correct....

but if you look at the fair tax you will see there is a tiered credit that those below the poverty level receive on a monthly basis to offset the increased tax on basic needs.


I think the greatest advantage the fair tax gives us is the tax incentive for foreign companies to invest in the USA... to build factories and create jobs.
11/3/2012 12:38 PM
Posted by tecwrg on 11/3/2012 12:12:00 PM (view original):
Posted by seamar_116 on 11/3/2012 10:58:00 AM (view original):
I say they are paying lower taxes because of how their income is "earned". Capital gains pays a lower tax rate than other forms of income. I only bring this up because of the assumptions being made about the work ethic and morals of the "poor." I just wondered if some of you considered that it cuts both ways.
As far as I know, capital gains are taxed at the same rate, regardless of whether you're wealthy or middle class.

Income tax is graduated, so that wealthier people pay a higher income tax rate than do poorer people.

I don't get the bashing of capital gains tax rates.  Those rates are lower for a reason . . . to encourage people to invest their money.  Investing money is good for the economy.

yep.

the funny thing is savings and CDs are taxed as normal income.... something Romney wants to eliminate....

if anything the fact that every vehicle there is to increase your wealth is taxed at all is what holds the middle class back more than anything else. yet... the best rate of return for the middle class (the market) is currently taxed at a lower % and they want to higher that tax rate cause they are jealous of the rich. it actually hurts them more by raising the capital gains tax. do you know how easy it is to open a brokerage account.... all you need is a social security number.... there are no entry barriers like a hedge fund would have.

I can't think of a single person that has moved from middle class to wealthy on savings alone.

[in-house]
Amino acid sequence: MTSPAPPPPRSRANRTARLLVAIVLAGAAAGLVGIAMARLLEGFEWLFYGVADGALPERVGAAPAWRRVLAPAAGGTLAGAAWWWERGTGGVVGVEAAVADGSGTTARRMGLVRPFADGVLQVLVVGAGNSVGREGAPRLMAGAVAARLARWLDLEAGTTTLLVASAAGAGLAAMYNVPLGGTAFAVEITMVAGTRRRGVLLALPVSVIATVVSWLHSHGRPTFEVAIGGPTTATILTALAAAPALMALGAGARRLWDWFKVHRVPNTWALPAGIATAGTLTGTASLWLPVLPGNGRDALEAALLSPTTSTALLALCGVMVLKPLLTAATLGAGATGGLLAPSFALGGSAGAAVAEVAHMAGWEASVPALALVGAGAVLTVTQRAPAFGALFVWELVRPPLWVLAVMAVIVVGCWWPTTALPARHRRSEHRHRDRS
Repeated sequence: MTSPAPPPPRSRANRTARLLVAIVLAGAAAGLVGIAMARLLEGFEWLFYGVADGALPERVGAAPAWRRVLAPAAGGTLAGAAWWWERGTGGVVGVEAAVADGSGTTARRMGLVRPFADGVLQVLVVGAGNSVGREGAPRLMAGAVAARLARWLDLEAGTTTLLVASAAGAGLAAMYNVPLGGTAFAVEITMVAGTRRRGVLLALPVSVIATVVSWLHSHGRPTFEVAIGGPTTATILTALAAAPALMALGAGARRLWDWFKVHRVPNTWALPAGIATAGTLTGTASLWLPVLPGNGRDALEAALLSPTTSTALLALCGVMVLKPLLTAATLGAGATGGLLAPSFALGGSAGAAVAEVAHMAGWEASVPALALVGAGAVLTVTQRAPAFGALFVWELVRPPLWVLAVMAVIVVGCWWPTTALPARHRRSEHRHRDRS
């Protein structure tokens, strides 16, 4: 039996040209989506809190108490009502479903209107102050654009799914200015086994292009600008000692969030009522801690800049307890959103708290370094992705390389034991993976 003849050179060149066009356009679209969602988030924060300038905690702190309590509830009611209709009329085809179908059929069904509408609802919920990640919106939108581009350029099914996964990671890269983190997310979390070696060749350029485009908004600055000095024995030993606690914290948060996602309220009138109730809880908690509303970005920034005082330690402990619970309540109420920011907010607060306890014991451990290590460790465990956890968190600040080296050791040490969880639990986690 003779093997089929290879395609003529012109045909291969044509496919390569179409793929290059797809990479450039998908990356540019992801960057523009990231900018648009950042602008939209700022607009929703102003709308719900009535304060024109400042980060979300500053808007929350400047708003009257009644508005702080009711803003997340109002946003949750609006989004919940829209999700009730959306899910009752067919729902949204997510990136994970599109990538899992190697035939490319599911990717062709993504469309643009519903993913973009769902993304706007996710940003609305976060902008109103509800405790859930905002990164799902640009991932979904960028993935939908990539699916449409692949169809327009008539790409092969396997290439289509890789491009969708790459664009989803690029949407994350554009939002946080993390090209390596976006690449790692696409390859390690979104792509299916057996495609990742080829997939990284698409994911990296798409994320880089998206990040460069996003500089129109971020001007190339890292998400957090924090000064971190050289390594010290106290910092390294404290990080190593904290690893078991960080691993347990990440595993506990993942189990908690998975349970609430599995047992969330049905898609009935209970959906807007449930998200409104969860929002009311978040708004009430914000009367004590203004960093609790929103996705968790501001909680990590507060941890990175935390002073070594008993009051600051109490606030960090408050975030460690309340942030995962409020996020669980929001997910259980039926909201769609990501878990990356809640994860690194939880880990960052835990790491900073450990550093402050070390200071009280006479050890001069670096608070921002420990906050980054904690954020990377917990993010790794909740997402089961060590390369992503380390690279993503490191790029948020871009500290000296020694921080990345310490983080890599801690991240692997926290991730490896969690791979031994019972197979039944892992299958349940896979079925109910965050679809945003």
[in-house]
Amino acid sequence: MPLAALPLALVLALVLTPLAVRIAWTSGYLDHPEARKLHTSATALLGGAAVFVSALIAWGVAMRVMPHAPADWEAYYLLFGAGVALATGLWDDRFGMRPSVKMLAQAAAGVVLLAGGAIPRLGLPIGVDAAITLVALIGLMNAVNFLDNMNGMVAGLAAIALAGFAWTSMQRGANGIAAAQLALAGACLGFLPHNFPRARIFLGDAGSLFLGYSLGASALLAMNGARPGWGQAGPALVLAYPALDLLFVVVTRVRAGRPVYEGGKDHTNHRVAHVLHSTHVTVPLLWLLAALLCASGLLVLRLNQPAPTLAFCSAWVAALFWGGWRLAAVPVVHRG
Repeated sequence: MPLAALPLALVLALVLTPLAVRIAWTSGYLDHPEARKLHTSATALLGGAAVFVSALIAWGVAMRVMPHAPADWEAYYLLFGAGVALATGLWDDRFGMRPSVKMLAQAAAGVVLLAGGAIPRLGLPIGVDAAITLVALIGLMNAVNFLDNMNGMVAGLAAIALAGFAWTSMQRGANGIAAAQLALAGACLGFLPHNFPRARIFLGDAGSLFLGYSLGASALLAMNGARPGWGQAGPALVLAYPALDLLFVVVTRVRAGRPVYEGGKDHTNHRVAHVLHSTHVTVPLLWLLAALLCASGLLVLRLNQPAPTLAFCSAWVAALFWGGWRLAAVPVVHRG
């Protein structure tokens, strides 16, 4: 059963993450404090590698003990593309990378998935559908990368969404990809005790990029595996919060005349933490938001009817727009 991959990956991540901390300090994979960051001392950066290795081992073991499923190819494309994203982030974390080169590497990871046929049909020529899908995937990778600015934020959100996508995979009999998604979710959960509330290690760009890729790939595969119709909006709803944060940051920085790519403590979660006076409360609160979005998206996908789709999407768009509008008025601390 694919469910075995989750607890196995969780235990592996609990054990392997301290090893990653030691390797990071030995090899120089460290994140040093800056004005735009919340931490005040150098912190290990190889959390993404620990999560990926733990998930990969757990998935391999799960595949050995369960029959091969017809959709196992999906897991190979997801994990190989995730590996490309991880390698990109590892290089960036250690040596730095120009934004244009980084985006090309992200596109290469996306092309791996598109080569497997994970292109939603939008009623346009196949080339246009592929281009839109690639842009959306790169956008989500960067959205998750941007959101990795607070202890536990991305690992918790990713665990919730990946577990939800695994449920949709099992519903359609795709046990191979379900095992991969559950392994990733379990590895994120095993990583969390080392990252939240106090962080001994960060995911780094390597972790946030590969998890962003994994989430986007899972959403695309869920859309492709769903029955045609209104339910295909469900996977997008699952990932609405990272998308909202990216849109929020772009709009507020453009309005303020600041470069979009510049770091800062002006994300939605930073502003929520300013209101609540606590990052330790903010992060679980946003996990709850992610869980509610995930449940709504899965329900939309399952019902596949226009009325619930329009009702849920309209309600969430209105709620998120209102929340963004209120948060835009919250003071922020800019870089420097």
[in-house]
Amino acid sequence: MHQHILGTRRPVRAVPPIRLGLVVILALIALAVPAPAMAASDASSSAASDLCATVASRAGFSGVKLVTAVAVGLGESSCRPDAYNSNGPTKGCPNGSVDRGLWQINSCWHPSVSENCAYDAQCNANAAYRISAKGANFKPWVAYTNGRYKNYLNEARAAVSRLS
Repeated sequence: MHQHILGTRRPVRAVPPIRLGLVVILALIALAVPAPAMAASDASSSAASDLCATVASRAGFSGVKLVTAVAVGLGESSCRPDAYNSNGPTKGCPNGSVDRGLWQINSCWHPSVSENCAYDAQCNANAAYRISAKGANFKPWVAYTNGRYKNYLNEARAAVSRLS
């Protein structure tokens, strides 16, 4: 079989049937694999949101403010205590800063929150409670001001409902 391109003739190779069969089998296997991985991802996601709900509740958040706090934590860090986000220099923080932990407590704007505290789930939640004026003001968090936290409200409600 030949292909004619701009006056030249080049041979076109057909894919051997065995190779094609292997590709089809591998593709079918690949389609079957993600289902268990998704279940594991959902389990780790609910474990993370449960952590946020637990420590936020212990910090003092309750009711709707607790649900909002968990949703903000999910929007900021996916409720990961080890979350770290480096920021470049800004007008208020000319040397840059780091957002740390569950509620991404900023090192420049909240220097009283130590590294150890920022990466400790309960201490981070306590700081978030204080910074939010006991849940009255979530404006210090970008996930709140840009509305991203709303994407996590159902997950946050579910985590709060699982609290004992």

11/3/2012 1:56 PM
"the funny thing is savings and CDs are taxed as normal income.... something Romney wants to eliminate.... "

Along with capital gains taxes, but only for households making less than $200k.  That's a win for the middle class.
11/3/2012 2:17 PM
Posted by tecwrg on 11/3/2012 1:56:00 PM (view original):
"the funny thing is savings and CDs are taxed as normal income.... something Romney wants to eliminate.... "

Along with capital gains taxes, but only for households making less than $200k.  That's a win for the middle class.
absolutely. I forgot he wanted to eliminate cap gains for under 200k. that's a gigantic win for the middle class.
11/3/2012 2:39 PM
Posted by seamar_116 on 11/3/2012 10:58:00 AM (view original):
I say they are paying lower taxes because of how their income is "earned". Capital gains pays a lower tax rate than other forms of income. I only bring this up because of the assumptions being made about the work ethic and morals of the "poor." I just wondered if some of you considered that it cuts both ways.
Capital gains are already a double-tax.  It's not like the money was unearned somewhere in the past.

This is one of Obama's more obvious class-warfare weapons.  Oooooh, someone who makes money on investments doesn't "work" for money....

Ignoring that the investment itself funds a BUSINESS that employs workers.
11/3/2012 2:57 PM
Posted by toddcommish on 11/3/2012 2:39:00 PM (view original):
Posted by seamar_116 on 11/3/2012 10:58:00 AM (view original):
I say they are paying lower taxes because of how their income is "earned". Capital gains pays a lower tax rate than other forms of income. I only bring this up because of the assumptions being made about the work ethic and morals of the "poor." I just wondered if some of you considered that it cuts both ways.
Capital gains are already a double-tax.  It's not like the money was unearned somewhere in the past.

This is one of Obama's more obvious class-warfare weapons.  Oooooh, someone who makes money on investments doesn't "work" for money....

Ignoring that the investment itself funds a BUSINESS that employs workers.
The principal isn't taxed. Just the gains.